In its 2011 Communication on CSR, the European Commission placed the initiative with the EU member states. It called for measures to promote CSR and for national action plans based on the UN Guiding Principles. The report on priorities in the implementation of the UN Guiding Principles has not yet been published.
The government regards the UN Guiding Principles as an integral part of its foreign and human rights policy. The government can play a role in sector and multi-stakeholder initiatives by forging direct links with government authorities in other countries and by raising issues in multilateral forums and through the embassies. The government is committed to keeping CSR and human rights on the European agenda. In the run-up to the EU Presidency in the first six months of 2016, the Netherlands will consult with like-minded member states on Europe’s commitment to achieving a level playing field and to increasing the effectiveness of multi-stakeholder initiatives. Among the subjects the government will focus on the need for collaboration to achieve ICSR, with a view to greater social impact, the creation of a level playing field for business and implementation of the UN Guiding Principles.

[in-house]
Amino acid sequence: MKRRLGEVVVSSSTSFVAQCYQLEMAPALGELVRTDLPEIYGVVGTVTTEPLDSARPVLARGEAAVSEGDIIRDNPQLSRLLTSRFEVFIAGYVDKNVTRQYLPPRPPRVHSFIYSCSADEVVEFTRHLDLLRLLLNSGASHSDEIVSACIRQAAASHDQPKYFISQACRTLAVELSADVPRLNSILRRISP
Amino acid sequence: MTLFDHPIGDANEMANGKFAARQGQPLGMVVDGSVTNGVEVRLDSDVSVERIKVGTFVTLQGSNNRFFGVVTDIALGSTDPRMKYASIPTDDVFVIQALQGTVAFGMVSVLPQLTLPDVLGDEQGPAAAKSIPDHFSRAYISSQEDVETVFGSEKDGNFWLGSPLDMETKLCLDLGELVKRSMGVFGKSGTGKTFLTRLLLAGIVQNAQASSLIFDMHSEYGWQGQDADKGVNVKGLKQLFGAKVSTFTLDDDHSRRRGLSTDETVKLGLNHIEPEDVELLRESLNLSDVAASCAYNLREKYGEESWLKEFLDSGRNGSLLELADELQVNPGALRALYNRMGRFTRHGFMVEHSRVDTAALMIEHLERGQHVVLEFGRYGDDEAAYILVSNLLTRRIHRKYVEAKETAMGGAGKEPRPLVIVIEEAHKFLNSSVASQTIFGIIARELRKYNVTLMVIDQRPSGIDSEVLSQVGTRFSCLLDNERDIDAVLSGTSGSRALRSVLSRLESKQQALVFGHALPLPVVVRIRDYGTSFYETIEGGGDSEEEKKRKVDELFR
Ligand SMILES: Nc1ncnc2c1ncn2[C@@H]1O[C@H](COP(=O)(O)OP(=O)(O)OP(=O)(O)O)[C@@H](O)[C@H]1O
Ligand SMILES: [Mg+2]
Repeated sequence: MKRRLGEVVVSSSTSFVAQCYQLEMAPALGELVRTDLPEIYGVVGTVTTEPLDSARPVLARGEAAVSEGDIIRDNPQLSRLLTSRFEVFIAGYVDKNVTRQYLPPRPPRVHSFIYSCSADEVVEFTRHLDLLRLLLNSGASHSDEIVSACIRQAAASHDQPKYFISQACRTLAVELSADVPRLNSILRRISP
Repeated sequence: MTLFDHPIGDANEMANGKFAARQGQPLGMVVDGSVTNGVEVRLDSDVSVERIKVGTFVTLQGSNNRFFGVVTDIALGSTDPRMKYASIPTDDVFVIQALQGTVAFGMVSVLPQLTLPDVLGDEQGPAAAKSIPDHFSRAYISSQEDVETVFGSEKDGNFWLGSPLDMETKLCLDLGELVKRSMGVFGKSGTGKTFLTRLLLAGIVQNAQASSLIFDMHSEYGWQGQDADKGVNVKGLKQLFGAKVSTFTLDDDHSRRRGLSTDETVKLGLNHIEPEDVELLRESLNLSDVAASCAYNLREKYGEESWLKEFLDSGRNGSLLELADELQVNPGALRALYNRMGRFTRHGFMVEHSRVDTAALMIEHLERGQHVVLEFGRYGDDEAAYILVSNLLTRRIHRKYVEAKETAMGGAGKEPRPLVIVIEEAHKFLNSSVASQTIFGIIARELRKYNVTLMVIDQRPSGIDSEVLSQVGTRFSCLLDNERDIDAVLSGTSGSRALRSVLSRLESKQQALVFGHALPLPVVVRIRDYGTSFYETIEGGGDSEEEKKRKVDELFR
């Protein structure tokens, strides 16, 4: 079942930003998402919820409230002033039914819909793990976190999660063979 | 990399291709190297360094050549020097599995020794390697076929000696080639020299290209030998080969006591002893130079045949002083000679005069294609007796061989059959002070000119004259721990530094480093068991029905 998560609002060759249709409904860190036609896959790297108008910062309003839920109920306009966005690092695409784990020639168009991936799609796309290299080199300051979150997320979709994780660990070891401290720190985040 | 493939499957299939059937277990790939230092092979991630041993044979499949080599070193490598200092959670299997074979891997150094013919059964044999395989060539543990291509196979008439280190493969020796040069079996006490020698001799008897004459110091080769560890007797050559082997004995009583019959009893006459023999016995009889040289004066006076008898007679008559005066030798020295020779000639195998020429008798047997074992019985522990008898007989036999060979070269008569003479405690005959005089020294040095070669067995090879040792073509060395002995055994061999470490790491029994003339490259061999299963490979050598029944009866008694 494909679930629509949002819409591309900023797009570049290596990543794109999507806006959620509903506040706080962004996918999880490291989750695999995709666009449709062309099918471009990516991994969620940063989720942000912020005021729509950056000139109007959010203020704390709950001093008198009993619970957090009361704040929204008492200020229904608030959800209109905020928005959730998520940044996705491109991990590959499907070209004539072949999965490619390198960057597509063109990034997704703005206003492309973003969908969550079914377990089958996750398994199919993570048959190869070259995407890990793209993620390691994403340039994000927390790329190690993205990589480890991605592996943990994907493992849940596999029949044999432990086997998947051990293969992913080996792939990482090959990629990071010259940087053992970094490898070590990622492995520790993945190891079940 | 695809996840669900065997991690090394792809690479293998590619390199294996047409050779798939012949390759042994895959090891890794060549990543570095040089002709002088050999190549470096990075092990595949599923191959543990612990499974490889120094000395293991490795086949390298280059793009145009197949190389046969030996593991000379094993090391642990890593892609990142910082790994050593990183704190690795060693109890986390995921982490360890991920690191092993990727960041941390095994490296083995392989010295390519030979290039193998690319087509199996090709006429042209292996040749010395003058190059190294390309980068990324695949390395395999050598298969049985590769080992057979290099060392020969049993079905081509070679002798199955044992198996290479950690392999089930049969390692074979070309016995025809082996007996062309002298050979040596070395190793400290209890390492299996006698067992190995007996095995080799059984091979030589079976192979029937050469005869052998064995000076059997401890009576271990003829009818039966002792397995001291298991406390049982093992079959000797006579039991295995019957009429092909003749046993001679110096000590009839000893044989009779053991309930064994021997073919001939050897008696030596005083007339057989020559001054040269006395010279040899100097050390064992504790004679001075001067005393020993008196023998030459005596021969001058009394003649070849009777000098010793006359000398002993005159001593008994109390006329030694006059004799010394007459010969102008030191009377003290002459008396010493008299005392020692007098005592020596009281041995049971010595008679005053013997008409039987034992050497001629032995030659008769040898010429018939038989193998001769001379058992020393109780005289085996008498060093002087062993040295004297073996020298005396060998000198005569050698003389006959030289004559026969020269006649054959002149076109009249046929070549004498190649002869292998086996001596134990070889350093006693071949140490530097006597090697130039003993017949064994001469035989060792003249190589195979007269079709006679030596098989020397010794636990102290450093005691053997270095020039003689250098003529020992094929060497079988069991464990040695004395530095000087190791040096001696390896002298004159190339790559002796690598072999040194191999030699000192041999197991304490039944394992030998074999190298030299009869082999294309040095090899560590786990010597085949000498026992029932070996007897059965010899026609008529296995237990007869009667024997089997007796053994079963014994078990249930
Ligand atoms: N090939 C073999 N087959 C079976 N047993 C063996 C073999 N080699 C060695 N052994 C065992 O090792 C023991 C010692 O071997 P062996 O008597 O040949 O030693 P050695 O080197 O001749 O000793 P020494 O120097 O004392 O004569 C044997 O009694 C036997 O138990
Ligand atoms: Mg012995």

The Netherlands and a group of like-minded countries will play a pioneering role with the aim of getting the other EU member states on board.
As a shareholder in the international financial institutions, the Netherlands calls for more systematic attention for human rights and effective internal monitoring mechanisms to safeguard observance of human rights in projects. It is, for example, urging more systematic attention for human rights in the review and update of the World Bank safeguard policies. The Netherlands is also helping to promote human rights through programmes of multilateral institutions. The ILO’s Better Work programme is a good example.”
Trade and investment agreements
Incorporating the OECD Guidelines and UN Guiding Principles in trade and investment agreements was one of the suggestions made during the consultations.